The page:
Chicago filmmaker Steve James reflects on Sundance reaction to Ebert doc ‘Life Itself’

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Steve James (Credit: Chandler West/Sun-Times Media)

On his first non-hectic day since arriving at the Sundance Film Festival last Friday, while being shuttled to one of many screenings he’ll see throughout the week, Chicago filmmaker Steve James reflected on the extraordinary reaction to his latest work “Life Itself.” Based in part on the 2011 memoir of late Sun-Times film critic Roger Ebert, the documentary premiered Sunday, January 19 to a packed house of 550, garnered two standing ovations and has so far been heartily praised by both viewers and critics.

Even what might be considered the most critical major review, by the Chicago Tribune’s Michael Phillips — who wished the film “made more room for aesthetic debate,” deemed it “a little soft, and tactful to a fault,” panned its musical score and noted a “Sun-Times bias” — offered many compliments and awarded three-and-a-half stars (out of four).

Here’s James on his Ebert experience:

Q: It’s probably going to to take a while to come down from this emotionally.

A: Yeah. This is my sixth time at the festival. “Hoop Dreams” [in 1994] was a very special year, without question. I don’t think we could possibly ever top that, but this has been right up there, honestly, in terms of the audience response and the press response — the reviews we’ve gotten. Don’t get me wrong, coming into this, I really did feel we had a good film. But the response to it has exceeded my expectations, and that’s not being falsely humble. Because there’s times it’s been the opposite [laughs].

Q: When you’ve made a film like this that seems to have rivaled “Hoop Dreams” in its emotional impact, how do you deal with that in going forward to make your next film?

A: I’m not thinking about that now. I’m not thinking about topping anything now. I’m trying to enjoy this [festival], because it’s truly been a special experience largely due to “Life Itself,” but the “Hoop Dreams” screening was really wonderful.

Q: What were you feeling in the moments just before the first screening of “Life Itself” and throughout the film?

A: [At the start], somebody from the festival introduces the director and then the director comes out and says a few words about the film. So [Sundance Film Festival director] John Cooper introduced it, and it was a nice honor for the film. And he went out and started to do the introduction and he choked up over Roger, which was really touching to me and everyone, and I totally didn’t expect it. Then I get up to introduce it. I had this little thirty-second speech prepared, tying it into “Hoop Dreams” being here twenty years ago. I didn’t write anything out; I just knew what I wanted to say. And I got halfway through it and I welled up with emotion. That has never happened to me before. It’s not like I’ve never gotten emotional in front of people before, but it was completely out of left field. I just did not see it coming. I think it was Cooper’s fault, basically. And I quickly just kind of went, “Enjoy the movie,” and just left [laughs]. It completely surprised me. But maybe in some ways it was symbolic of people in the room watching the movie, because it was the world premiere. The people who had come, I’m sure a great majority of them were lovers of Roger Ebert and his writing, which is why they made the effort to be there. There was just a lot of feeling in the room before the film even started, and I think the film really tapped into that. Whether they realized it or not and whether I realized it or not, it was true for me that we came to celebrate Roger but we also came to mourn him in some way. And there was a lot of emotion in that room through the whole film, both laughter and a lot of tears.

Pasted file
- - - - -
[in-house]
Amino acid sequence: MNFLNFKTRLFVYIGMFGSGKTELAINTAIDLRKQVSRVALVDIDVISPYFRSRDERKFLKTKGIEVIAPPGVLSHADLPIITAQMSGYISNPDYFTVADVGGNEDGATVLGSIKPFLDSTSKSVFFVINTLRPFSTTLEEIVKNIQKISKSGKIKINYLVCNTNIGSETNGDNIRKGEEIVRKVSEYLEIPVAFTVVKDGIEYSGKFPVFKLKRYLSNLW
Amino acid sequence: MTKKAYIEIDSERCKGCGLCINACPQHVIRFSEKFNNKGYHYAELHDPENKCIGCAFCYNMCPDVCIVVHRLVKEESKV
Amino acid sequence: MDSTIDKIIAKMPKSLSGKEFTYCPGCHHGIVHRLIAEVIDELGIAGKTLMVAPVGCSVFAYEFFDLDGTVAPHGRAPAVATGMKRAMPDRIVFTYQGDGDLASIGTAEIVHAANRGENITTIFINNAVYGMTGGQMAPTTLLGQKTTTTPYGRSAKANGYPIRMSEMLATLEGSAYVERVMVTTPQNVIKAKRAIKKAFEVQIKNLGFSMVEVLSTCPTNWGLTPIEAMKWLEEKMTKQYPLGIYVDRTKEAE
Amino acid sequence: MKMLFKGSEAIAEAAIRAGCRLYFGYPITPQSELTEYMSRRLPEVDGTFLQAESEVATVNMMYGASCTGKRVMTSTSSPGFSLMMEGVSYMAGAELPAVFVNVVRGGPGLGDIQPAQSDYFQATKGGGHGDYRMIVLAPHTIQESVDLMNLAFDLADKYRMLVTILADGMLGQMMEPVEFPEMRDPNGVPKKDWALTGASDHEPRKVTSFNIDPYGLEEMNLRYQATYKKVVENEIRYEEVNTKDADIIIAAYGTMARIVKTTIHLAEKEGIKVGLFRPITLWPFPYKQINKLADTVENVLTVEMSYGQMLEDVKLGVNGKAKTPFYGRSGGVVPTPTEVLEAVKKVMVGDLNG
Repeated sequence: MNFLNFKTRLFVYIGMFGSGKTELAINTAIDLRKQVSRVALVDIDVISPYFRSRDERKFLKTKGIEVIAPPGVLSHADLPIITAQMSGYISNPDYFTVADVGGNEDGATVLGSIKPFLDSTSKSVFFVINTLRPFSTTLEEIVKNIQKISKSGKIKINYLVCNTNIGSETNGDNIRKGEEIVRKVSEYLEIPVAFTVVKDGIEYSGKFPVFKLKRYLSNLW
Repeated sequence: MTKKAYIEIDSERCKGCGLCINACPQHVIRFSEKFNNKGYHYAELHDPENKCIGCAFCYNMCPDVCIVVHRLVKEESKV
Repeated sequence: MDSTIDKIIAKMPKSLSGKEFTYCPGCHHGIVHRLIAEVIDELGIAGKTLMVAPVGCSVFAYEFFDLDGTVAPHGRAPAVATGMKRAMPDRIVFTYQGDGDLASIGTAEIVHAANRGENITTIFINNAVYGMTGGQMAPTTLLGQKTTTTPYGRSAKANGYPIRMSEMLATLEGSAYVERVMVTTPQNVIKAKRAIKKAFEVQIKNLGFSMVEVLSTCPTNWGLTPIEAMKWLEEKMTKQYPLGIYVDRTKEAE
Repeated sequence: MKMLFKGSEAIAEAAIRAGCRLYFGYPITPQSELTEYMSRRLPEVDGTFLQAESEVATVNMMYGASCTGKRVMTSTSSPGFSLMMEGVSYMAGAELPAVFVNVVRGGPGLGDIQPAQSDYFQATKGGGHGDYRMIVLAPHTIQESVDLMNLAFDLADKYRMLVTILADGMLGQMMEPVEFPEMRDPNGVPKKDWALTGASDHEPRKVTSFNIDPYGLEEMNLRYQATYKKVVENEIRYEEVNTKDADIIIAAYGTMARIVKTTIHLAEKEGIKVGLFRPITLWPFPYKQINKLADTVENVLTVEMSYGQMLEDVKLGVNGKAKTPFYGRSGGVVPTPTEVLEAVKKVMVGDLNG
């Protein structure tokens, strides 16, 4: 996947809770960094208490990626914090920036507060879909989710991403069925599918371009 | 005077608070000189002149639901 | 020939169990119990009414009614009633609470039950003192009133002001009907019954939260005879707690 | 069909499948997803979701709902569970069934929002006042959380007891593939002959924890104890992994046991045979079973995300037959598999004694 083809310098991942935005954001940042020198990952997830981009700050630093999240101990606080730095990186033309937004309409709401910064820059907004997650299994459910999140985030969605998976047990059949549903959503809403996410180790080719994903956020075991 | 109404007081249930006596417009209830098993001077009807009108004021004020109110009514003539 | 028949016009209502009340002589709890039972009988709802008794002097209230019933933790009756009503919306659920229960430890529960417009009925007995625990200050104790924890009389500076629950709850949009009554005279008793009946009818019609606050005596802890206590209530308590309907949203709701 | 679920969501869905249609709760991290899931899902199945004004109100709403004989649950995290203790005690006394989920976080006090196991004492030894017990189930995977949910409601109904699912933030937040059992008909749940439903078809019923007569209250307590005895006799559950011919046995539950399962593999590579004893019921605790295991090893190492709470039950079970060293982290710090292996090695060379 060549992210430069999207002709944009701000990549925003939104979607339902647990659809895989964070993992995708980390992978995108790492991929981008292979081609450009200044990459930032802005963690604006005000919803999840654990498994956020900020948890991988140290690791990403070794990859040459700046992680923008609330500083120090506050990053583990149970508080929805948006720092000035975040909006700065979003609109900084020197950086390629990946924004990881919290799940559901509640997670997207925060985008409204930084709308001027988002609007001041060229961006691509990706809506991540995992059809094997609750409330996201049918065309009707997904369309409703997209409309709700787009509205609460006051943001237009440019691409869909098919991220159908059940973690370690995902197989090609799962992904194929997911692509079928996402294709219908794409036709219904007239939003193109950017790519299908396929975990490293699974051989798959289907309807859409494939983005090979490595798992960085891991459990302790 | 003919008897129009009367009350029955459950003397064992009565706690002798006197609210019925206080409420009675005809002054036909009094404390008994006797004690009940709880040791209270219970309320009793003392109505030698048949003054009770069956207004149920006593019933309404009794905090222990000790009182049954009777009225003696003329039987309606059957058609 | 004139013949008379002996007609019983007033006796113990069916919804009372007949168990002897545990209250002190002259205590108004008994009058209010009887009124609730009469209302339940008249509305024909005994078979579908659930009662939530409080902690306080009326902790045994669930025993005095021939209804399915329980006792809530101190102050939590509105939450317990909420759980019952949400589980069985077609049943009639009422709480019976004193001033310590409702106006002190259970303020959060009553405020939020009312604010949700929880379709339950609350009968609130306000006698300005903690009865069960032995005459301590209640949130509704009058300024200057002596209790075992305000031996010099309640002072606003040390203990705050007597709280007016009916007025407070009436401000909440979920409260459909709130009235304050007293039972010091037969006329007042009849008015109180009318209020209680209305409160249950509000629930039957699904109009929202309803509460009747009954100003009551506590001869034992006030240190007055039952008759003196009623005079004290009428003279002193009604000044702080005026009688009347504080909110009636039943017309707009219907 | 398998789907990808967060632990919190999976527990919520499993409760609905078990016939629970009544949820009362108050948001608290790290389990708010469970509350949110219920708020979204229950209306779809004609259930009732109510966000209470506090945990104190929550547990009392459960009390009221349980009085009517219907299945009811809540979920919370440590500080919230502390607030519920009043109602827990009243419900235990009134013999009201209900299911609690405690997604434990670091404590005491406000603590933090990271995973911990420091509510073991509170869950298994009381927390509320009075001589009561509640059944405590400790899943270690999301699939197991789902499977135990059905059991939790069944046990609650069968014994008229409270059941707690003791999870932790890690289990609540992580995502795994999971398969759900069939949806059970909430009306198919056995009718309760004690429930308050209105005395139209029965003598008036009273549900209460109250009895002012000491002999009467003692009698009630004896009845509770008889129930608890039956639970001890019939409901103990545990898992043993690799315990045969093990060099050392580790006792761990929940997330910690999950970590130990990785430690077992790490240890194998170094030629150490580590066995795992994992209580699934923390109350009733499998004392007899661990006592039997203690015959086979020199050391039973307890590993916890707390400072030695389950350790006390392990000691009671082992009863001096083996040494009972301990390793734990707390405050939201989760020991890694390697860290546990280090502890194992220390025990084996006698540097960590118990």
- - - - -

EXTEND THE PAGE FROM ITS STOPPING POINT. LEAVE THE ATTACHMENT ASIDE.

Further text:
Q: Were you somehow more sensitive than usual to people’s reactions during the film?

A: Usually when I watch [one of my films] in public but in general—it’s the first screening—it’s a very painful experience. I’m constantly hyper-aware and feeling like I’m losing people. I hear somebody cough and it’s like, “Oh, God, I’ve lost them.” Or somebody gets up and leaves, because people do leave from time to time. So I’m hyper-aware and sensitive of it. But I have to say, this was the most pleasant and enjoyable first experience of a screening I’ve ever had.

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